You use a lot of different electric guitar techniques on stage, including fingerstyle, really dynamic and rhythmically precise picking, and straight-up digging in and rocking. Also, there’s a complexity to the music, with interesting chords, movement, and melodies. How did you learn all that? What is your music education background?

I taught myself to play guitar initially, and then took classical guitar lessons. I was always naturally inclined towards songwriting, but I didn’t know anyone to play with, so I tried to fill out the sound as best I could with the variety of techniques you mentioned. I’ve never sought out anyone to emulate with my playing, but I grew up with a lot of Brazilian music, jazz, and more complex pop from bands like Steely Dan. I became really interested in hand percussion when my cousin visited my family from Brazil (he dabbled in it); some of that snuck into my playing as well. That’s sort of the beginning of my musical background, but it became more informed by classical voice-leading, and generally much freer, after my time in music school. I can’t say I always use it, but I try to create cohesiveness when I can. I generally have a very visceral connection to playing guitar; the way the instrument vibrates with whatever chords and vocal part I’m playing is very seductive to me, and I particularly enjoy fitting my voice within a chord to feel the whole thing vibrate. This is why, in part, my music is generally slow moving; the physical vibrations and emotional narrative of my songs are often working together.

Are there any guitarists (or other musicians) that have really inspired you and/or informed what you do on the guitar?

My mother taught me to play and still hears music in a way that baffles me. Aside from her, I don’t listen to very many guitarists, but Egberto Gismonti is really the only exception. I do, however, really admire Jeff Beck’s playing.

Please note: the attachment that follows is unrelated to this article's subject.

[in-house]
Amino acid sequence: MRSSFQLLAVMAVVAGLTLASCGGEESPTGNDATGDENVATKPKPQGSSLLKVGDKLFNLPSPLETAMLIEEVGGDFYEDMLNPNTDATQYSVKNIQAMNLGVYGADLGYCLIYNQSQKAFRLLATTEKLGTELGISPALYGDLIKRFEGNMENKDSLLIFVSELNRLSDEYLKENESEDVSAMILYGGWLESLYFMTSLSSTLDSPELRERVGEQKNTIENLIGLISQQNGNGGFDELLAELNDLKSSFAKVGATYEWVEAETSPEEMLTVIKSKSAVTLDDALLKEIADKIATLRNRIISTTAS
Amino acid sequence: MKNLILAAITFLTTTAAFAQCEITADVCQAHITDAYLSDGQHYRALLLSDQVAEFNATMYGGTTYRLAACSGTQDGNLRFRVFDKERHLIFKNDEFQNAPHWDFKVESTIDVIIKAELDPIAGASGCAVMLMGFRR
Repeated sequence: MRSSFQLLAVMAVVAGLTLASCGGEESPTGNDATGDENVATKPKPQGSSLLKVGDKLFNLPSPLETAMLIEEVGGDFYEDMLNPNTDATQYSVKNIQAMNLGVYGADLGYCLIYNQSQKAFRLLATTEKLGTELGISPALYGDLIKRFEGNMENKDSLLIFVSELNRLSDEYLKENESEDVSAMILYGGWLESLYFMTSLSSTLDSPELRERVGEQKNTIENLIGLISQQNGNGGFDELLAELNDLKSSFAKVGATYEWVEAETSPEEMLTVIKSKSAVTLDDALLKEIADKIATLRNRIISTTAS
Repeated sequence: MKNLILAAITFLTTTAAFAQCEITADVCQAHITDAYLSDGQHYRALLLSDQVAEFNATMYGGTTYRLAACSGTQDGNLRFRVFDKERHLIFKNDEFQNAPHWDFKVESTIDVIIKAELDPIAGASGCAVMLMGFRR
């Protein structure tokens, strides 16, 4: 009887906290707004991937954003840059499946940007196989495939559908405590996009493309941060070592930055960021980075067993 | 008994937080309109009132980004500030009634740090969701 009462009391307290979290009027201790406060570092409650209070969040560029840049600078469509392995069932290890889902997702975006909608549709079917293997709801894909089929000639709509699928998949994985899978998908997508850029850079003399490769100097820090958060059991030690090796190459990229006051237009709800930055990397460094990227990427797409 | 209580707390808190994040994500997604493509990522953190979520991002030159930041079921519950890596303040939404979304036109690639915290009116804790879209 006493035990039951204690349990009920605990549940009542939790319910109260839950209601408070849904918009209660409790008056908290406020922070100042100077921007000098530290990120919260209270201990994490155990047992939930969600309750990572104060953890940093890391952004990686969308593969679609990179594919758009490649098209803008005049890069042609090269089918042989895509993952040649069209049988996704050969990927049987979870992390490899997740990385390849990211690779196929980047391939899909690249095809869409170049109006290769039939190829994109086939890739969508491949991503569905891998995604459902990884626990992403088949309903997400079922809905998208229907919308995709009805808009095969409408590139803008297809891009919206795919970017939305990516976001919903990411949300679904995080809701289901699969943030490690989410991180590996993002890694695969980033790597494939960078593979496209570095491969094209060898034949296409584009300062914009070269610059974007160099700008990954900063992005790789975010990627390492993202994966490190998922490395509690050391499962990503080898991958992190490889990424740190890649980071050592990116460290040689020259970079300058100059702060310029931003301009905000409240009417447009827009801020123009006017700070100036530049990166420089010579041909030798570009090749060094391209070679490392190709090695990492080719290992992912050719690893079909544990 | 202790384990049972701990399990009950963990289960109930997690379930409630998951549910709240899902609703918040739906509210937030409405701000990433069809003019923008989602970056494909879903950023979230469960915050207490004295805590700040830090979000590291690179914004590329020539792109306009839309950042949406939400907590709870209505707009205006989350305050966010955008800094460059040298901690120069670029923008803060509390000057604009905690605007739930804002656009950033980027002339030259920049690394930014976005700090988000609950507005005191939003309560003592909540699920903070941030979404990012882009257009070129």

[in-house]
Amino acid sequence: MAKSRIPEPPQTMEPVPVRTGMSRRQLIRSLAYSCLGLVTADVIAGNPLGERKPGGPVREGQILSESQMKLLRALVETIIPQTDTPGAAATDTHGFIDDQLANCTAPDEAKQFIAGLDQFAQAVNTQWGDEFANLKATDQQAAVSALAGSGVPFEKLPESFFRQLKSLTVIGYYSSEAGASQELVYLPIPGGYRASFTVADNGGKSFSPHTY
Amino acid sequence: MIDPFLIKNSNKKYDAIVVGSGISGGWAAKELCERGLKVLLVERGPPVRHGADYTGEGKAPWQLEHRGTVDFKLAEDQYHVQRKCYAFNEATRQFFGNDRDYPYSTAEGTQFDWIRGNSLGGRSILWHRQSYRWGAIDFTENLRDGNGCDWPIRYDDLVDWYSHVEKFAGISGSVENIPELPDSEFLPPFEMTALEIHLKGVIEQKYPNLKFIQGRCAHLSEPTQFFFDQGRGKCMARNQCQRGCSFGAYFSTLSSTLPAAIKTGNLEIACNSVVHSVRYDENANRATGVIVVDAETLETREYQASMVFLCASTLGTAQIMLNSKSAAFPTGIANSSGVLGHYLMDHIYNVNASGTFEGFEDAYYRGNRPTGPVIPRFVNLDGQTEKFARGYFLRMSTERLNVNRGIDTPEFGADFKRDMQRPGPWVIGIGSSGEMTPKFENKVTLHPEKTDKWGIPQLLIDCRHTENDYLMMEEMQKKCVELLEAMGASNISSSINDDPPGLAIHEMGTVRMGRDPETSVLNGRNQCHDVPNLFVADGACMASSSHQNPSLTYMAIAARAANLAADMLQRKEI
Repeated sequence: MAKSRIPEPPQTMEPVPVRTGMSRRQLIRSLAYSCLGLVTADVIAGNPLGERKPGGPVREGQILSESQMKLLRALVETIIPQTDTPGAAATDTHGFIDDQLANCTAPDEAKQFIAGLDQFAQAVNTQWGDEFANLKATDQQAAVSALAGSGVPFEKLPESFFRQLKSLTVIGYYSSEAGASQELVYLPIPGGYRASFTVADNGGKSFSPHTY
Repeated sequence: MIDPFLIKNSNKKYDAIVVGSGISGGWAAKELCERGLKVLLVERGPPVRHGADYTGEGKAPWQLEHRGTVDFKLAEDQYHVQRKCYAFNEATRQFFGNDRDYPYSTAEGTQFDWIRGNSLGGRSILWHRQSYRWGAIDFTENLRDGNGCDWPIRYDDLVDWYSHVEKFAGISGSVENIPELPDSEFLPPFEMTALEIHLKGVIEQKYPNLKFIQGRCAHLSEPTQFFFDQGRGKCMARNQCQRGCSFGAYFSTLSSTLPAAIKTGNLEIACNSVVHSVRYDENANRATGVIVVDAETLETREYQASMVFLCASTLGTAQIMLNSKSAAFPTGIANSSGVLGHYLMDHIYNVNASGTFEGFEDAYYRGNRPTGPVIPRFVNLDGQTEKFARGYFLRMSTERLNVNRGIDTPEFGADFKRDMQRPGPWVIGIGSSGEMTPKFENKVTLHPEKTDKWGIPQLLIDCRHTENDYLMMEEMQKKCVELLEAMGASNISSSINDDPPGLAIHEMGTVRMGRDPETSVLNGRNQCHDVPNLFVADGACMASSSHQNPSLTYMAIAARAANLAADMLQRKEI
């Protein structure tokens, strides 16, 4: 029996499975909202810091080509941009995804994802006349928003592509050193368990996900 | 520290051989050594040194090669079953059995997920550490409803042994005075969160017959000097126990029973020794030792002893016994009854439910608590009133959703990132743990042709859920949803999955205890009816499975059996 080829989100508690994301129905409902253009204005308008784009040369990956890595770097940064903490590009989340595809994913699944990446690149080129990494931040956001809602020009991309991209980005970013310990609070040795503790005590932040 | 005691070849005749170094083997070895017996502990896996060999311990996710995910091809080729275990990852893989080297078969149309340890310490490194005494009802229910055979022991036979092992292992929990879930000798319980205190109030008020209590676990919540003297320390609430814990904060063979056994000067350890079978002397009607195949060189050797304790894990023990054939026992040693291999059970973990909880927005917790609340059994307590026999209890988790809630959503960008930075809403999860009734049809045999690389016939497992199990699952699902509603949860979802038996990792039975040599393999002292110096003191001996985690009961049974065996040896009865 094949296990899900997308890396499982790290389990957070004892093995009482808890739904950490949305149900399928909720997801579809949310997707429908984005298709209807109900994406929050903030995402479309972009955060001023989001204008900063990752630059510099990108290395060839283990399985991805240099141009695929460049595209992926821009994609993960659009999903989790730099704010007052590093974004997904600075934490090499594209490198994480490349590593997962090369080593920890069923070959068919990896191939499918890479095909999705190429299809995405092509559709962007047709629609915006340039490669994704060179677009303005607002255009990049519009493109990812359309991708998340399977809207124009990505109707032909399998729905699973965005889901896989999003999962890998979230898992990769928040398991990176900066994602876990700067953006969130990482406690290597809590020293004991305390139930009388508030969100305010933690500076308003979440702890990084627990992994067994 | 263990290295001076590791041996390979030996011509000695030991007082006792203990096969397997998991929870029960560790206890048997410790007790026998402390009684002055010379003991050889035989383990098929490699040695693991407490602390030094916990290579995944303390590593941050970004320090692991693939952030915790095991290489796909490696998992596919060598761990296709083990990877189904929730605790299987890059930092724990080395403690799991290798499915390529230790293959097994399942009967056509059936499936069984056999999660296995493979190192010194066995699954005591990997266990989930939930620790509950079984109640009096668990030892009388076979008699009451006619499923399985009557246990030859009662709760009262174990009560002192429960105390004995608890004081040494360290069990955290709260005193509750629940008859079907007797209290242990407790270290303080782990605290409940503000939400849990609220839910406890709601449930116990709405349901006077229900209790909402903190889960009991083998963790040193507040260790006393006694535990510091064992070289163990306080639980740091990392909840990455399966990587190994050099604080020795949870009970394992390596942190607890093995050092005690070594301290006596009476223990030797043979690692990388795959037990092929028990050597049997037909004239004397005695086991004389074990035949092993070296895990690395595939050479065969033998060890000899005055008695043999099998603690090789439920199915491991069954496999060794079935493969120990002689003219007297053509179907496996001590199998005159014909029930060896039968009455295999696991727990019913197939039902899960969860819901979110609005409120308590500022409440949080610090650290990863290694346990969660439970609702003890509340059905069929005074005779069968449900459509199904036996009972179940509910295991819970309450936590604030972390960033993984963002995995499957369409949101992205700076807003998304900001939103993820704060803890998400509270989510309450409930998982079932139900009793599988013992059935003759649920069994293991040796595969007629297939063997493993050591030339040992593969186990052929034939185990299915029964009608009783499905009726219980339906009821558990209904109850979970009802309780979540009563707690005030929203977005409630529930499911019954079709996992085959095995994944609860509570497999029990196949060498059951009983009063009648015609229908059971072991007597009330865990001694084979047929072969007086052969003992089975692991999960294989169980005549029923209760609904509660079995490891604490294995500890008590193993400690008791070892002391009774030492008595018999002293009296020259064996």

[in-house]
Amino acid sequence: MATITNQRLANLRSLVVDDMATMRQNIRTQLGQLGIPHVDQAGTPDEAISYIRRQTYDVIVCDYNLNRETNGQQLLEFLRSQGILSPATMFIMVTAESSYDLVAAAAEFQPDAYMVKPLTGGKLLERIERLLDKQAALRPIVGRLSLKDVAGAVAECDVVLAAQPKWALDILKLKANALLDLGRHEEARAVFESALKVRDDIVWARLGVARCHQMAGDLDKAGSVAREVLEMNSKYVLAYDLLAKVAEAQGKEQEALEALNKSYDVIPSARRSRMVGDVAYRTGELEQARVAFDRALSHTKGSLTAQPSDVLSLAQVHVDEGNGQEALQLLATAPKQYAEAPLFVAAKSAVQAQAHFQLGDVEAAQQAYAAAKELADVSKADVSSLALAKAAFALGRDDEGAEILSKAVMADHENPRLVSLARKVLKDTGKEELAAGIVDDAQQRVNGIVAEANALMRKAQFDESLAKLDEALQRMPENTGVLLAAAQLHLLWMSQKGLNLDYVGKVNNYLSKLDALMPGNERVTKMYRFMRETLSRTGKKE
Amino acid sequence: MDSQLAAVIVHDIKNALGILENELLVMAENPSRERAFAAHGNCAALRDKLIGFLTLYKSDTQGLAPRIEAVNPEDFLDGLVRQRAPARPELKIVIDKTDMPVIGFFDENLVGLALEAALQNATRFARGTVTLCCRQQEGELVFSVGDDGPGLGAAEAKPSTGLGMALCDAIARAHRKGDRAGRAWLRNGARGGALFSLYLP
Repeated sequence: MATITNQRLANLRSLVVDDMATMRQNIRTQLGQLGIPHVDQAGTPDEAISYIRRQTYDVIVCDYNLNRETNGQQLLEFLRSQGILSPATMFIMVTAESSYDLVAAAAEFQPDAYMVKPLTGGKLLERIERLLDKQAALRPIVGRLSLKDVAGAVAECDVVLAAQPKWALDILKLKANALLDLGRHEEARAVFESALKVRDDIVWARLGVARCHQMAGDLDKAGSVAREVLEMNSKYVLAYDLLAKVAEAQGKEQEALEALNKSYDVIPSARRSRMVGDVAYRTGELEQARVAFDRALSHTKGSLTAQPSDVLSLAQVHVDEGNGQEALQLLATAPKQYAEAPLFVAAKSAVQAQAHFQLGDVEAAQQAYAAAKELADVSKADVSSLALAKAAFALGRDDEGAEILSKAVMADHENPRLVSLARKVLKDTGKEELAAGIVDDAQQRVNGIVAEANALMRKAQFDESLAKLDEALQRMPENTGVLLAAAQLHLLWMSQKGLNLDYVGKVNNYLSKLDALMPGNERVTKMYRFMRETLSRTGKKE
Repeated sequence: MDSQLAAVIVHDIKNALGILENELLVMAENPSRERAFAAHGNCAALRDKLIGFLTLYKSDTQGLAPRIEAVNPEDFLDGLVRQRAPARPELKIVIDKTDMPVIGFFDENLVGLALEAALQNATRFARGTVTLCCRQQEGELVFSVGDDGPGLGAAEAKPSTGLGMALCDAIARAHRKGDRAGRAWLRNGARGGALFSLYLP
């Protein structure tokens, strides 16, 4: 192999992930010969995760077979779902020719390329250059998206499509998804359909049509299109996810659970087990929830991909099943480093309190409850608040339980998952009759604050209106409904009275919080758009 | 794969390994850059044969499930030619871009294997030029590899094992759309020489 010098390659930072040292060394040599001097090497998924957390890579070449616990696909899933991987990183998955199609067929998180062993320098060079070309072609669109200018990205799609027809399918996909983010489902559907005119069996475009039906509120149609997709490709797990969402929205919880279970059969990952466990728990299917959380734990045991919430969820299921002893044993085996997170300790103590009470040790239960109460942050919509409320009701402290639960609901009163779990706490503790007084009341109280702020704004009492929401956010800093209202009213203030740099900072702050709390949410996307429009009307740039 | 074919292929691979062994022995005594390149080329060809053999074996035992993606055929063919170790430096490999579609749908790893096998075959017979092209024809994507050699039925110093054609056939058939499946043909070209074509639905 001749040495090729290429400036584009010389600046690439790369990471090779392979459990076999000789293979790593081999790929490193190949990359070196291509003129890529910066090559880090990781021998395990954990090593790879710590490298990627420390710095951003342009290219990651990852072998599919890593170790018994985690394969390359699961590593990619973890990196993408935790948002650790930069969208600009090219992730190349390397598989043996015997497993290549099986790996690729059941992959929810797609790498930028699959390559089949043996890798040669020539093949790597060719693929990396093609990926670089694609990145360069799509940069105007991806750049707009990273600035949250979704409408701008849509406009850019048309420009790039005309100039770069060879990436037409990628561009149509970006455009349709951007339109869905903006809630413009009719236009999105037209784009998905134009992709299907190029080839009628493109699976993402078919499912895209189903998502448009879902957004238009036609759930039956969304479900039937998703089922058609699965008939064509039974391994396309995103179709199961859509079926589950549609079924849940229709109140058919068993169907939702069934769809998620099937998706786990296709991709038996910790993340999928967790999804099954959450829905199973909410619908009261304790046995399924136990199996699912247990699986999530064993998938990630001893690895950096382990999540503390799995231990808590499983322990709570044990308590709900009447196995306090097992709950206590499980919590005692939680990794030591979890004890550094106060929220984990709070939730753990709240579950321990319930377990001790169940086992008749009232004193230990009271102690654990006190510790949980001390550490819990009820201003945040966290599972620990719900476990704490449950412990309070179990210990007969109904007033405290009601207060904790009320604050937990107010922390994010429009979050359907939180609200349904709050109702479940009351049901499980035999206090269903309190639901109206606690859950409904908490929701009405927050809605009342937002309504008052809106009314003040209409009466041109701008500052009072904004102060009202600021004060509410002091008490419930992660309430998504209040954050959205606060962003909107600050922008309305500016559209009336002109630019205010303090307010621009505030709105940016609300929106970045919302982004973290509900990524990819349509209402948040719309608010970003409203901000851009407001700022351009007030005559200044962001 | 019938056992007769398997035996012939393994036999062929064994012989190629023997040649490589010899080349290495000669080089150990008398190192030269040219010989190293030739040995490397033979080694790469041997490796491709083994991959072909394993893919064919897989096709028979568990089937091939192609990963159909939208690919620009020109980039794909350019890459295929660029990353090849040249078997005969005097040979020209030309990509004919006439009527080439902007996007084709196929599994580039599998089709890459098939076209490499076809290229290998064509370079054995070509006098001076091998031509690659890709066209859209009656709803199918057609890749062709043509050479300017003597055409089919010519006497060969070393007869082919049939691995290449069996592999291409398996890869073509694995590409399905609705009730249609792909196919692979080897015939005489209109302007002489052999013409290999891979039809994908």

You seem to be a pretty prolific songwriter. Have you ever gone through a dry spell when you were not writing as much as you wanted to? If so, how did you get back in the creative groove?

My education has really helped me to get through the blocks in my songwriting. Honestly, having those small techniques has helped me quite a bit. Other than that, some techniques that have proven helpful are not playing or writing for two weeks straight (it’s painful), playing somewhere you don’t usually spend time in, and setting boundaries for the song/composition to reign yourself in. I also think it’s essential to keep a notebook or some kind of log of your musical ideas/lyrics before you lose them forever!

LeoLeo has an EP coming out soon. Can you tell us about it?

Our upcoming EP, Side Two, is compilation of songs and “reimaginings” of cover songs we recorded and mixed while living in different cities/states. As such, the songs allowed us to explore more electronic sounds, and I was able to exercise my composition muscles, which I loved! My bandmate Sarah mixed a number of the songs on the EP as well!

And the first single that will be released from the EP is “Iowa,” right? I’m excited to be able to link to the debut of the video for that single!

Yes! The video’s concept was co-imagined by the directer, Spencer Balliet, and myself. It is essentially about how we sell ourselves things and/or ideas that we don’t need, and there is a sort of reveal at the end.

Where can we go to keep up with you and LeoLeo online?

Our Instagram page is the one I use most. It’s definitely more of an insider look into the nerd world of Vanessa. Sarah handles our Twitter and that’s mostly her world. Our Facebook is primarily announcement driven with more updates about upcoming shows, features we’ll be on, music releases, etc. You can buy our music anywhere, but Bandcamp has a deal where you can get our entire released discography for a discounted price.